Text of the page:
Dr. Regina Benjamin, the rural family physician that will become the "nation's doctor" after she is sworn in this afternoon, counted herself among the nation's 146 million American adults who are overweight or obese, but said "being healthy and being fit is not about a dress size. It's about how fit you are at that moment in time."
Benjamin, 52, told ABC's Good Morning America that her top priority will be "wellness and prevention."
Dr. Benjamin said it was "very hurtful" that she has come into criticism -- "people calling you names" -- for being overweight. "I'm just like 67% of Americans. I struggle with my weight," Benjamin told Good Morning America. "So I understand. And I want to have them help me, and I'll help them. And we'll work together to try to become a healthier nation."
Dr. Benjamin grew up in a state that has one of the nation's highest rates of excess weight in both adults and children. She founded and ran a medical clinic in rural Bayou La Batre, Ala., until recently. When President Obama nominated Benjamin to the job in July, some commentators suggested her extra poundage could undermine her credibility in leading the federal government's fat-fighting efforts. Among them was former New England Journal of Medicine editor and Harvard University Medical School lecturer Dr. Marcia Angell.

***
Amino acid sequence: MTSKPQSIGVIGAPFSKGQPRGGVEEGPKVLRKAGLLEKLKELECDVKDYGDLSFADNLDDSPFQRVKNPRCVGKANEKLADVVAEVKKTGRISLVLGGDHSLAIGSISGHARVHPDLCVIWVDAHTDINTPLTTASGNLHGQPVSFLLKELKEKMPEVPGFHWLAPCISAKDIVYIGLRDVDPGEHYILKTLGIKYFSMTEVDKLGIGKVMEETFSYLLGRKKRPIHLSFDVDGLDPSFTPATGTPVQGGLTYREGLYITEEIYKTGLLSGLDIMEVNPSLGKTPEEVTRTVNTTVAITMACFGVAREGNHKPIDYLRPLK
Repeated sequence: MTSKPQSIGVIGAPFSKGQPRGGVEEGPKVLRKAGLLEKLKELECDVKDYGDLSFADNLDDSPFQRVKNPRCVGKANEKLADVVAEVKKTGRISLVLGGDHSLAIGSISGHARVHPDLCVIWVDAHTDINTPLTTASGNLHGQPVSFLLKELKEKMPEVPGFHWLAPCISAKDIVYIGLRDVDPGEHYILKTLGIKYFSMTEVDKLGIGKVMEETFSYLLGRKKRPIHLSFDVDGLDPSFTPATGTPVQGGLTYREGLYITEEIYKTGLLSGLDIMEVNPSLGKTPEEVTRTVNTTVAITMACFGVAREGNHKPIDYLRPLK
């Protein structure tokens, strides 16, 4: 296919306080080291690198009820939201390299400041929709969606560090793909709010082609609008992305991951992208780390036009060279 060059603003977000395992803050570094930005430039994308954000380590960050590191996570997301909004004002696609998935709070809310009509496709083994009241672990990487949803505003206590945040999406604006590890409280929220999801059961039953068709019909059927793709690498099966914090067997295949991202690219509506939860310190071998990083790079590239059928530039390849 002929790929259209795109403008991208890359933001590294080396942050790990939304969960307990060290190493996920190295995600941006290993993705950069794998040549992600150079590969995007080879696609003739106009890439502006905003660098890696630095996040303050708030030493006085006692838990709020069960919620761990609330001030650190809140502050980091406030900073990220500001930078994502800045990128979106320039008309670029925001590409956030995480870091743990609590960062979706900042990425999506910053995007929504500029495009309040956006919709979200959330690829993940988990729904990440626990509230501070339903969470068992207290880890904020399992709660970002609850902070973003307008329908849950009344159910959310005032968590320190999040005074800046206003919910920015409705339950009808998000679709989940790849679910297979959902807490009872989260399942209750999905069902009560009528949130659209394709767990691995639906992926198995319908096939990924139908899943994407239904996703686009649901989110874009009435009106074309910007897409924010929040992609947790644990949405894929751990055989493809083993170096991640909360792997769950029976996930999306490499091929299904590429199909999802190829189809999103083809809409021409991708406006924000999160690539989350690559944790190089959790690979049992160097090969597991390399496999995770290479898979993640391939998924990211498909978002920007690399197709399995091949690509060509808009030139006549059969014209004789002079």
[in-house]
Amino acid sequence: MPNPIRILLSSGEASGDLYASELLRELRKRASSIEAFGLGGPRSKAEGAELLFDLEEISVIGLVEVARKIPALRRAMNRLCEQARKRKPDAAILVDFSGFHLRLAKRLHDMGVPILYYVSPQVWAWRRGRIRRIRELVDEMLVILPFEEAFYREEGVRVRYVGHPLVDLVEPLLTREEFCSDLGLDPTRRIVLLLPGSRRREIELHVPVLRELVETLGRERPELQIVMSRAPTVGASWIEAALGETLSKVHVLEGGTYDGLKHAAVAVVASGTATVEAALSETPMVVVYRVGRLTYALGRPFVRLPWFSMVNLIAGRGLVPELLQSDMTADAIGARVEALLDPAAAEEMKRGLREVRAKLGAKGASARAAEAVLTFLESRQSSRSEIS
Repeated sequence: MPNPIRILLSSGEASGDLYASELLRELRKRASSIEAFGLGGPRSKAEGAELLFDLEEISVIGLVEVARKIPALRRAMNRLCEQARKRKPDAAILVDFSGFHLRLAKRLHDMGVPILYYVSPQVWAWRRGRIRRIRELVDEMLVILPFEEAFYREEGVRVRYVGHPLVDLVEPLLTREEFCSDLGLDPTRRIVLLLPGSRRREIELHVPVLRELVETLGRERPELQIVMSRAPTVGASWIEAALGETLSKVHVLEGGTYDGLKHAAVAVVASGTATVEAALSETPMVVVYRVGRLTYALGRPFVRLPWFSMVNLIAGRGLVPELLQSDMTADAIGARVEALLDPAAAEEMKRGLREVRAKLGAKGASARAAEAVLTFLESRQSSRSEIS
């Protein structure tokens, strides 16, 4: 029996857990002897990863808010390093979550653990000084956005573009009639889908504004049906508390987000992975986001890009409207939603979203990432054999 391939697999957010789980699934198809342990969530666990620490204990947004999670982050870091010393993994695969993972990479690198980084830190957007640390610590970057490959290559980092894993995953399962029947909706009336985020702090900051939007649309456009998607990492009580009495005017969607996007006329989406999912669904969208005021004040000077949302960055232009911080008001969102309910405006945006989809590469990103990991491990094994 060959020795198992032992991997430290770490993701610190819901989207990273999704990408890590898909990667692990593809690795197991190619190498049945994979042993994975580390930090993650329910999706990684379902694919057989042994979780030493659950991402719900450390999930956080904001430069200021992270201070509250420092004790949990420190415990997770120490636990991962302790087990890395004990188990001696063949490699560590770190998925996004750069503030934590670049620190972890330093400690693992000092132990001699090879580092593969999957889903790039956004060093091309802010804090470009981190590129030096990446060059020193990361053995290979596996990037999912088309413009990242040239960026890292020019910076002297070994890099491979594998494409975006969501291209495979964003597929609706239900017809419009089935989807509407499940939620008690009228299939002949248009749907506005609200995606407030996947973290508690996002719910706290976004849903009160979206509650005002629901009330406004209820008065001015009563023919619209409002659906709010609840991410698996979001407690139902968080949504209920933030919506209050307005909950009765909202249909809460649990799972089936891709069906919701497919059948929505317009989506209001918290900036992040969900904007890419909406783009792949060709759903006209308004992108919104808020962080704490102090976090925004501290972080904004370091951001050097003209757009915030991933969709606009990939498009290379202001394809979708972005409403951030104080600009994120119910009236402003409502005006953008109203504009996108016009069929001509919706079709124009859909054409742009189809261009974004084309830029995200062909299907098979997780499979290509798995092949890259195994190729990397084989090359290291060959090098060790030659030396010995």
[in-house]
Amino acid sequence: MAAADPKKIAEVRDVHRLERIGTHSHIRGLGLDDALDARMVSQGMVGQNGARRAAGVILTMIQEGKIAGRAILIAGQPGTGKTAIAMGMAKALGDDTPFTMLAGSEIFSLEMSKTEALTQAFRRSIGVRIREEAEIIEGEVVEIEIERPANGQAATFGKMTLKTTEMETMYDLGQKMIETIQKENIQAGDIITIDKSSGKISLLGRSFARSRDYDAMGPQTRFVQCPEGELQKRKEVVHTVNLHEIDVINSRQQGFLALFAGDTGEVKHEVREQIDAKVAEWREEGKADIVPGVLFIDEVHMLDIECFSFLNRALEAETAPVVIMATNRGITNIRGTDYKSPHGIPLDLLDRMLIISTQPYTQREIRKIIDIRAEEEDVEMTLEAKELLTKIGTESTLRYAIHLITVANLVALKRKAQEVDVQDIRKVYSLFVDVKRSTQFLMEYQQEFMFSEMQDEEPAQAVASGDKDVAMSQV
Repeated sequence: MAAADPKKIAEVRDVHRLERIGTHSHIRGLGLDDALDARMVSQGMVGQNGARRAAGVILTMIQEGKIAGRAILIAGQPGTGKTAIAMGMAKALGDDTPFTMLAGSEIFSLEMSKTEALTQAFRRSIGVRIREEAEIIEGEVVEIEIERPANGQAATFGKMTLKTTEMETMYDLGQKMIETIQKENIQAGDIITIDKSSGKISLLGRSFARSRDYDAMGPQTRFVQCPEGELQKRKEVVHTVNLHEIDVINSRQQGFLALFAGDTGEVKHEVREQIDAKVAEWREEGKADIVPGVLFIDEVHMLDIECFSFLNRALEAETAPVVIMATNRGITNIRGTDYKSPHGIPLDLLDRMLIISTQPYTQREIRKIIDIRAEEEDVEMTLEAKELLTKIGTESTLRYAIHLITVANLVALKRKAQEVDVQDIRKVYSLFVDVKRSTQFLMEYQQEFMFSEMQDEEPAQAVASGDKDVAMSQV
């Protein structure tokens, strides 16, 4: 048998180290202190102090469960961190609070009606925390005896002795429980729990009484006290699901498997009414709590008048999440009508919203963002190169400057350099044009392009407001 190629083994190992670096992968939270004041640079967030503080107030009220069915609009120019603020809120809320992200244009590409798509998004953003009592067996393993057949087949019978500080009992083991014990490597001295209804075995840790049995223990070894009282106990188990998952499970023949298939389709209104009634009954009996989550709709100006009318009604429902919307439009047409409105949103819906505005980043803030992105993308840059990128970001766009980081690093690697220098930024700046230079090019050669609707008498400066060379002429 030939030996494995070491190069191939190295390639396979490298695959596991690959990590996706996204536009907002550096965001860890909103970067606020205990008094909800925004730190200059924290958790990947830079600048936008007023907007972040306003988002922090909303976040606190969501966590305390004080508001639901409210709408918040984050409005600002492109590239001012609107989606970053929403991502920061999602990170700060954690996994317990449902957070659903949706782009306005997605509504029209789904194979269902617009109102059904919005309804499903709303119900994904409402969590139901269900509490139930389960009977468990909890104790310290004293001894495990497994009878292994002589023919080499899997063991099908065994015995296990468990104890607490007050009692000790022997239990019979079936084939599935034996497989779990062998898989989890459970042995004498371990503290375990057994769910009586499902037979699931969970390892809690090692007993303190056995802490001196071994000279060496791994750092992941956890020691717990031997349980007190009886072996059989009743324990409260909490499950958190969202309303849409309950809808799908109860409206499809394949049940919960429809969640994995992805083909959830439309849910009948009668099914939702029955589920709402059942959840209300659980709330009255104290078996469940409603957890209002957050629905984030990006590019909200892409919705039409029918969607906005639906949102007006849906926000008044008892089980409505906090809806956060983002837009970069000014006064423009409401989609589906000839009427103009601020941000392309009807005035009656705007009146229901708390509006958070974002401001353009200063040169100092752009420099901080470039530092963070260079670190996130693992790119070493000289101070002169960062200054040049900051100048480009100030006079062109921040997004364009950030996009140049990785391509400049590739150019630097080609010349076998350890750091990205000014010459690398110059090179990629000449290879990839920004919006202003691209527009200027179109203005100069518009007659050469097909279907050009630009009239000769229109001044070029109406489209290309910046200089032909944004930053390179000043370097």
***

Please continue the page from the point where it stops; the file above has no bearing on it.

Benjamin shares plenty of other medical history with her new patients as well. Her mother died of lung cancer, her father had diabetes and high blood pressure until his death, and she lost her only brother to HIV/AIDS.
The comments on Dr. Benjamin's weight have been all over the map, and many have been positive. My personal favorite, posted some months back on TheFrisky.com: "the job of the Surgeon General of the United States is to make healthcare and policy decisions for this country -- not to look hot in a pair of skinny jeans."
What do you think? Can Dr. Benjamin be "the nation's doctor" if she is overweight?
-- Melissa Healy